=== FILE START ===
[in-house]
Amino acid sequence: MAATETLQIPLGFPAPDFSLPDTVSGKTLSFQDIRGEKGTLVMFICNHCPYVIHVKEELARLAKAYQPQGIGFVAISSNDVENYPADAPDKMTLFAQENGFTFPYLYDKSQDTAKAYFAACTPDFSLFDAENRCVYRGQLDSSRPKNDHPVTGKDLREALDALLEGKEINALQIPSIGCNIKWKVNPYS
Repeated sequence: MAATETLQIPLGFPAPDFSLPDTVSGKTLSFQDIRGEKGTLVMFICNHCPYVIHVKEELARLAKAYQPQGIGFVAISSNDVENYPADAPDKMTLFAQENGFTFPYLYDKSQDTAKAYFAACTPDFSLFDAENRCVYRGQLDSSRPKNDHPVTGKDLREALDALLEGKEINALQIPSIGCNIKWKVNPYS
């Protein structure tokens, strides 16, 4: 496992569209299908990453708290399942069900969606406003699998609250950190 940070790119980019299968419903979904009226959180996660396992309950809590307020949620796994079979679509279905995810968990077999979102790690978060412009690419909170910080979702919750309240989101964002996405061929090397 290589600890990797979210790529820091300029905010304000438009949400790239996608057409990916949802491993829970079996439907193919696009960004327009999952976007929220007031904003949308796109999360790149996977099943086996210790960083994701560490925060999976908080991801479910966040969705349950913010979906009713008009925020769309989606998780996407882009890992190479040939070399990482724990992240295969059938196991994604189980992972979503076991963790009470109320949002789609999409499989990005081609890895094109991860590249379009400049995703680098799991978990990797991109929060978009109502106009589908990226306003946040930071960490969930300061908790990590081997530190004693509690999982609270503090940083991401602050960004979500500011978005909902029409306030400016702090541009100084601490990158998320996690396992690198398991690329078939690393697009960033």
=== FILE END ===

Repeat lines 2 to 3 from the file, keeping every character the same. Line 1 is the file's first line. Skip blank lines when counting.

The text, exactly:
Amino acid sequence: MAATETLQIPLGFPAPDFSLPDTVSGKTLSFQDIRGEKGTLVMFICNHCPYVIHVKEELARLAKAYQPQGIGFVAISSNDVENYPADAPDKMTLFAQENGFTFPYLYDKSQDTAKAYFAACTPDFSLFDAENRCVYRGQLDSSRPKNDHPVTGKDLREALDALLEGKEINALQIPSIGCNIKWKVNPYS
Repeated sequence: MAATETLQIPLGFPAPDFSLPDTVSGKTLSFQDIRGEKGTLVMFICNHCPYVIHVKEELARLAKAYQPQGIGFVAISSNDVENYPADAPDKMTLFAQENGFTFPYLYDKSQDTAKAYFAACTPDFSLFDAENRCVYRGQLDSSRPKNDHPVTGKDLREALDALLEGKEINALQIPSIGCNIKWKVNPYS